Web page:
Instead of having two goods \(x_1\) and \(x_2\), we have consumption of a single good in the present, \(c_1\), and the future, \(c_2\). The price of the single good is $1/unit so if you have, say, $40, you can buy 40 units. There is no inflation so the price is the same in both time periods.

    Notice the usual modeling technique at work hererealistic details are simply assumed away. Most people’s lives unfold as follows: Childhood becomes teen-aged years, and then a long period of working adult life eventually turns to retirement years and death. The Intertemporal Choice Model collapses all of that into two time periods. It also assumes away complications from not knowing exactly when we die.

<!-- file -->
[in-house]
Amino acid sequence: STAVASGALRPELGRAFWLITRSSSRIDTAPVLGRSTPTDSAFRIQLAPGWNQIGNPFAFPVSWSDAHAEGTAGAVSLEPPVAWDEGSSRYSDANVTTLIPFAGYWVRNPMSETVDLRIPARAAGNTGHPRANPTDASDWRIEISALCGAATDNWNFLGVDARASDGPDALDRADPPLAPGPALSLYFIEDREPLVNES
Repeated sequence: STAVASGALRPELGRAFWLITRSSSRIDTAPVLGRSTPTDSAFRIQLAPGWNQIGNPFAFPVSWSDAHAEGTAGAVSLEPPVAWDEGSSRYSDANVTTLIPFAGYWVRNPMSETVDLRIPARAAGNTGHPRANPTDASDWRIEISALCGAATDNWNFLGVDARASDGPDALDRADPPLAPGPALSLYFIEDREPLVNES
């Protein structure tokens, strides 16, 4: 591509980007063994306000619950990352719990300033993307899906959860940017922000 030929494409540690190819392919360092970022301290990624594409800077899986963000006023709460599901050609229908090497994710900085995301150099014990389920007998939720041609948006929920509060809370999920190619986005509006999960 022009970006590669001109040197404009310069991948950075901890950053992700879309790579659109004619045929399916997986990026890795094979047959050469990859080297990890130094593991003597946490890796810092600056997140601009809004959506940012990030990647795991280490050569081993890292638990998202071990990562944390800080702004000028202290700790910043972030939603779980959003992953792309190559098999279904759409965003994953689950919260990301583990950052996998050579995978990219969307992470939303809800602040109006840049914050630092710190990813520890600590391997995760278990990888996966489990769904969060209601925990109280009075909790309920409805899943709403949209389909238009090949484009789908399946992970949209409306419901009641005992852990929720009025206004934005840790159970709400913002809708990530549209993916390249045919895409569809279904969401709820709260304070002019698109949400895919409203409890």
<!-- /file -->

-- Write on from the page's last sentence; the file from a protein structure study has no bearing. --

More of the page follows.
Faced with criticisms about the unrealistic nature of the model, economists respond by saying that we are not interested in realism. We reduce the complex real world to a model that can be analyzed with comparative statics to produce testable predictions. For economists, the goal is not to describe reality, but to predict via comparative statics. We strip away all complications to create an unreal, incredibly simple model that contains the kernel of the problem so we can work out how the agent responds to shocks.

    Modeling is not easy. There is science (and math) and art involved. Users and consumers of these models need sharp critical thinking skillssometimes important elements are assumed away.